Following discussion with the McDonaghs, the only other objector, adjoining land owner, Marc Michel, withdrew his appeal of the data centre plans as the date for a decision by ABP approached in the Spring of 2011. As there were no appeals remaining ABP could now allow the development to proceed, but life for the McDonaghs was never going to be that simple.
Instead the planning consultants GVA acting for the McDonaghs were informed that ABP would make a decision on the matter on 24th March and the board’s own files, signed by one of its members, Conall Boland, indicated that while it had been discussed by board members on 14th March a decision had been deferred to a further board meeting. On 16th March the board was informed by Frank O’Gallachóir, the planning agent for the McDonaghs, that all objections had been withdrawn.
In response ABP wrote to O’Gallachóir two days later stating that his letter “had not been received in sufficient time for the Board to effect the withdrawal as a decision had already been taken in the case”. This was despite the note by Boland on ABP files that consideration of the appeal had been deferred on 14th March. Subsequently, on 21st March, ABP refused permission for the data centre overturning the grant of permission by Wicklow County Council.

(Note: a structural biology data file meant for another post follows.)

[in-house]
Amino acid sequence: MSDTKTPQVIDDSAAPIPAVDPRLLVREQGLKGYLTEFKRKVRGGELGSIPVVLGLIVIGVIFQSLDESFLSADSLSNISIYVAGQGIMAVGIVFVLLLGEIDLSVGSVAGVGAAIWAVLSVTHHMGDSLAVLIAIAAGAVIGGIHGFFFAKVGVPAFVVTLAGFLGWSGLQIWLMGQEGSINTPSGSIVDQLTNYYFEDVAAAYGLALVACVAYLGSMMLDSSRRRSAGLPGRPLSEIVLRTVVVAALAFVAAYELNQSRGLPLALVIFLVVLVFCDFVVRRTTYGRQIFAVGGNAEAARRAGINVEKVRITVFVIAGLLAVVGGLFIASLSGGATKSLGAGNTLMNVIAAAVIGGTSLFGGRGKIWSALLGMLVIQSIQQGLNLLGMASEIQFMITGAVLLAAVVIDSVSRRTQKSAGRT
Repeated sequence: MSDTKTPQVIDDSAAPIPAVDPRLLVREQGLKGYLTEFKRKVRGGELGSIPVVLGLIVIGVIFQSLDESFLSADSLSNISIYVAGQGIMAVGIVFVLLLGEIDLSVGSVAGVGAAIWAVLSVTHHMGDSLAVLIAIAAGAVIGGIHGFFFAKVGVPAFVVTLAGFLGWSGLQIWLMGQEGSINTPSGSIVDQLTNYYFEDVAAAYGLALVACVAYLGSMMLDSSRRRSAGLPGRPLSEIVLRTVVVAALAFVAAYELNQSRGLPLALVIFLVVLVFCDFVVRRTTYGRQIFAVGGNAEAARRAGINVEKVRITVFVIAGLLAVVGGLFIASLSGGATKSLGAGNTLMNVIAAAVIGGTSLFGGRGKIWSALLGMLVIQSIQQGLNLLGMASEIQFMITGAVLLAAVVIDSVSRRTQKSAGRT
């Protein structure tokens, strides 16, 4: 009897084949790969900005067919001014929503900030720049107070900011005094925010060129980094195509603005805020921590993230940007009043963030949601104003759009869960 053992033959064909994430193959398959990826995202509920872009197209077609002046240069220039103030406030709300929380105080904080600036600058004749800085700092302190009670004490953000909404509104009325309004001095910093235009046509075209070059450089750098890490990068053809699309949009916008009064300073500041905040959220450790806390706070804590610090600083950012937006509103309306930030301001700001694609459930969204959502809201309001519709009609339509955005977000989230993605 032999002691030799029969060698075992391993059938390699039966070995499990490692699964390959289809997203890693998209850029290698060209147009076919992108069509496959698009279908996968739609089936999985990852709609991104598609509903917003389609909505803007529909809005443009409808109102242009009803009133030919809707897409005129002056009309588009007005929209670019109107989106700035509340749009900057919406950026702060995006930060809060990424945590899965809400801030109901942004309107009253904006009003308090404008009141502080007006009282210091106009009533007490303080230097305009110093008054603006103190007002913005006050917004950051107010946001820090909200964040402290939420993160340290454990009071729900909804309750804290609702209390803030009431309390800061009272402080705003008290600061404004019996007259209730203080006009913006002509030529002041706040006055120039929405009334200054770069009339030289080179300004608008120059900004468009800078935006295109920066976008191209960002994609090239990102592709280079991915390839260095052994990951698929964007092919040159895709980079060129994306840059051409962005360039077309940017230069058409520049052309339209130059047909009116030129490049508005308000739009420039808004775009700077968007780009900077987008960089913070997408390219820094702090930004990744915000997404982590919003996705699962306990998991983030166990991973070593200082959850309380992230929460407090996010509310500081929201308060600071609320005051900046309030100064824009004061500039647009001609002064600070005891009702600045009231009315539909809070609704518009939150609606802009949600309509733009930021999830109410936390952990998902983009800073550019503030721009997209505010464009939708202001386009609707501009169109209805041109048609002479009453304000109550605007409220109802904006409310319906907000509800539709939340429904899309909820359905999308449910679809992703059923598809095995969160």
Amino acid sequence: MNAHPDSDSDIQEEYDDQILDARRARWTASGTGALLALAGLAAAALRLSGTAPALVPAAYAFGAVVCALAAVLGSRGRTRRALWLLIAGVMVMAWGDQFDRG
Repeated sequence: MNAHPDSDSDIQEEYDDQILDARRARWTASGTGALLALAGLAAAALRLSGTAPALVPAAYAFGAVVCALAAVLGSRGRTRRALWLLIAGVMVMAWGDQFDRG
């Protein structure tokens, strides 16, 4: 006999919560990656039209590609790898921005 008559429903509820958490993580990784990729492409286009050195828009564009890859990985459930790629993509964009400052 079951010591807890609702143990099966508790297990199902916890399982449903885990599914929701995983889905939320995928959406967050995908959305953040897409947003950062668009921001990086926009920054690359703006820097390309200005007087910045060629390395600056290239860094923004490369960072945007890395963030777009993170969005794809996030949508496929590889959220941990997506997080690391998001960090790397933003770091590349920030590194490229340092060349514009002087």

The ABP decision was successfully appealed by the McDonaghs to the High Court which questioned the manner in which ABP dealt with the appeal and ruled that the board had not acted fairly or properly. Compounding the McDonaghs’ misery ABP appealed the High Court ruling to the Supreme Court which ruled again in favour of the McDonaghs last year.